Likewise, it can be shown that the arts can help improve economic wealth, but if you believe that the “arts are for the elite”…

    Get the picture?

  3. Laci, that goes a long way to explain the phenomena of organized religion.
    I think the snakes in my story all thought that my lawnmower was god.

  4. When I was growing up evangelical, the Baptist sect that I was a part of -GARBC – was a much more cerebral church. The study of theology was a serious matter. I know that sounds rediculous, but theology is just like any other philosophy; it demands scholarly discipline. The GARBC’s history, interesting enough, has been handed down from the UK and London in the late 1800 by the great evangelical Charles Spurgeon. When I went to Bible Seminary (my first try at a college degree – little did I know I was handicapped by ADD) after High School. The study of theology was insanely demanding. If I would have stayed at seminary I would have come away fluent in writing greek and hebrew (over 60 credit hours total of language study). So it wasn’t a joke! But I think that one of the problems with modern evangelicalism is that somehow the emotionalism of Pentecostalism and the southern evangelical sects have taken over and so in a way modern theology is also in the process of “Being dumbed down” to appeal to emotianalism and the widest possible audience. In order to make a leap of faith, you have to have the cognitive faculties to know why and what the implications are involved in your leap of faith. This cognitive step, as far as I can see, has been suplanted. I have no idea how this happened. I think the rise of the “mega church” as sort of a business model to attract the largest audience and the largest amount of money, has dumbed down the faith. So that’s why I think, you are seeing more and more of these idiot preachers and idiot evangelicals making fools out of themselves. I remember my pastor growing up, this guy was a genious! He never dumbed down his sermons, he demanded critical thinking about faith, and he NEVER mixed popular culture / politics / social issues – with the serious study of biblical theology. I can say for certain, that if I had never stepped foot in a classroom, I would still have the logic and reasoning abilities I do now. And I owe it all to my pastor growing up who demanding critical thinking abilities of his flock. I know that sounds crazy, but it is the truth, the evangelical movement of the 70’s and 80’s is a completely different animal than what it is today. My parents often ask me why I won’t go to church with them. And I think the answer is that the church has left me. I would like it to get back to teaching about Christ and the ministry of Jesus, and forget these transient and ever changing political and social issues that seem to have swamped it. Even though I am for all practical purposes an agnostic now, I still feel that theologic study is a very worthwhile philosophy to study because in a way it is the study of ourselves and of mankinds history with the unknown and unknowable.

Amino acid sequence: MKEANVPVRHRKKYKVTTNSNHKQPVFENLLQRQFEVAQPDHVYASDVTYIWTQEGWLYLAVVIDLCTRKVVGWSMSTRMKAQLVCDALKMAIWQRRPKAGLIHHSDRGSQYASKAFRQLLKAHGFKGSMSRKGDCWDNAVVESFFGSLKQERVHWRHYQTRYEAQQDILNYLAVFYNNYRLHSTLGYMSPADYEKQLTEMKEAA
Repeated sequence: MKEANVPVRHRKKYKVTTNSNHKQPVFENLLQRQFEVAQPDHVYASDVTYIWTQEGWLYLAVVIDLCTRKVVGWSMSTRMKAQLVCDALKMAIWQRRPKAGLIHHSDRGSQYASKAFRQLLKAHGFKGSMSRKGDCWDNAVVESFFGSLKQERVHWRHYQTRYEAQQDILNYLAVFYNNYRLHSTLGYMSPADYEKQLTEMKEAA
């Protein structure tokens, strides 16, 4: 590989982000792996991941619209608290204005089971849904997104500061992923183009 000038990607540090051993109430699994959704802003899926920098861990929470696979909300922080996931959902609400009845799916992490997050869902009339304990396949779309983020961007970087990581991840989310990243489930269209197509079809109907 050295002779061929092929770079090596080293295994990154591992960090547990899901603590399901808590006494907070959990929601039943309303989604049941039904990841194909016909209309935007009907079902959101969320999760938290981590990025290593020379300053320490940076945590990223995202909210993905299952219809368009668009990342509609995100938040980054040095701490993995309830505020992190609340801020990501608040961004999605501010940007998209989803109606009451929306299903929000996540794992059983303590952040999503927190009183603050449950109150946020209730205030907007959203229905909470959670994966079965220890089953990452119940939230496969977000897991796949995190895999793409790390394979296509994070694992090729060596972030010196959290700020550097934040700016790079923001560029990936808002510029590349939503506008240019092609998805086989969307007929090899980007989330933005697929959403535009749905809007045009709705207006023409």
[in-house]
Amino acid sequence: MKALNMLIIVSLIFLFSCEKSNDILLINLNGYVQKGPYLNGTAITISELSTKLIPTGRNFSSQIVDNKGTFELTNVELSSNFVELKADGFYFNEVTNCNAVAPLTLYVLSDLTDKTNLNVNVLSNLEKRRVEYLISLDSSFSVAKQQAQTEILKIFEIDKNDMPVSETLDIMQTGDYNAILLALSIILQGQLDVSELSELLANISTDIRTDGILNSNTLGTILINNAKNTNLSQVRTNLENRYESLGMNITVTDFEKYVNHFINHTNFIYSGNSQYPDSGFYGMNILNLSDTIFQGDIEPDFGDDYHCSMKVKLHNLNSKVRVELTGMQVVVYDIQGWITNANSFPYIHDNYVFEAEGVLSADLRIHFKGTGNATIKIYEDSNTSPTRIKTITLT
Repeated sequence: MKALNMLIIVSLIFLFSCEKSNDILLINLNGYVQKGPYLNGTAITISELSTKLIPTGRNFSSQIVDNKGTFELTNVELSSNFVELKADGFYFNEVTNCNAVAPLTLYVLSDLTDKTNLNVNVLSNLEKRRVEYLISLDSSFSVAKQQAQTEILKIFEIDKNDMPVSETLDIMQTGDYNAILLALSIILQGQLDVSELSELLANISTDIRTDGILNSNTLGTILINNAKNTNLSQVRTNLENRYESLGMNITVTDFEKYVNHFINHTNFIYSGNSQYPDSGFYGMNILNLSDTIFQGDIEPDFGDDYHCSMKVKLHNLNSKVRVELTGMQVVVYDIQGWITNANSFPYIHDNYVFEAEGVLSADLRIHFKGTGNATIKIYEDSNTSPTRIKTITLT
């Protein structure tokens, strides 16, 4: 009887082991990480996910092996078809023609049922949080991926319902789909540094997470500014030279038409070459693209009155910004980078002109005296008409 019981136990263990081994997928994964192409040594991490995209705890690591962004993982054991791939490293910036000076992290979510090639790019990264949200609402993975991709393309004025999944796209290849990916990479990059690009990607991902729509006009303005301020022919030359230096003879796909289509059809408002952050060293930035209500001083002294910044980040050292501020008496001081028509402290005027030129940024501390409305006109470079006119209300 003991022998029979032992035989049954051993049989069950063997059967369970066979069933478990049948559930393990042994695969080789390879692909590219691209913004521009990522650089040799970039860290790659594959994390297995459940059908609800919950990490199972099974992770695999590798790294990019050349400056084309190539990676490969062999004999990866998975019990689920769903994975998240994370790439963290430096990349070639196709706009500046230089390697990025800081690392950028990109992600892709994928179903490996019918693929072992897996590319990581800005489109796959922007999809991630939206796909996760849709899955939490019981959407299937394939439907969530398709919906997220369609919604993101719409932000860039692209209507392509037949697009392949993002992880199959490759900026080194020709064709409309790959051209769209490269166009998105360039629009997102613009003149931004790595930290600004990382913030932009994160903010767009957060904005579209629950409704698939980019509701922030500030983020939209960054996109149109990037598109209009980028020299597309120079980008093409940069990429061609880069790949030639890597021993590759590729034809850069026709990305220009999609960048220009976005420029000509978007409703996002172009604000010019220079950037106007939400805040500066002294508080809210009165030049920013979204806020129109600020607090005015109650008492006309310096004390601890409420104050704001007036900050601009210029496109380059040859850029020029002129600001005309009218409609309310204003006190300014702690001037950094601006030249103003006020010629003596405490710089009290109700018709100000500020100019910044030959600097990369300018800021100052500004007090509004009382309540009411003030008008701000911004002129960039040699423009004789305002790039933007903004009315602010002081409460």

5. steve- thank you for your deeply personal comment. i respect both your history and where you are today. As a graduate of a Jesuit university, I, too, took innumerable theology and philosophy courses that challenged my brain and, frankly, my faith. I have a feeling that catholic theology differs from Baptist theology in one important way- less emphasis on the OT.

    I never can get my mind around that history/mythology book, yet so many present-day evangelicals seem to be drawn to it like a magnet. What ‘truths’ they find there again escapes me altogether. It is myth and midrash and heavily borrowed from older Semitic and Sumerian civilizations.

    ‘Truths’ are always punitive as is their ‘god.’ Too much violence for me.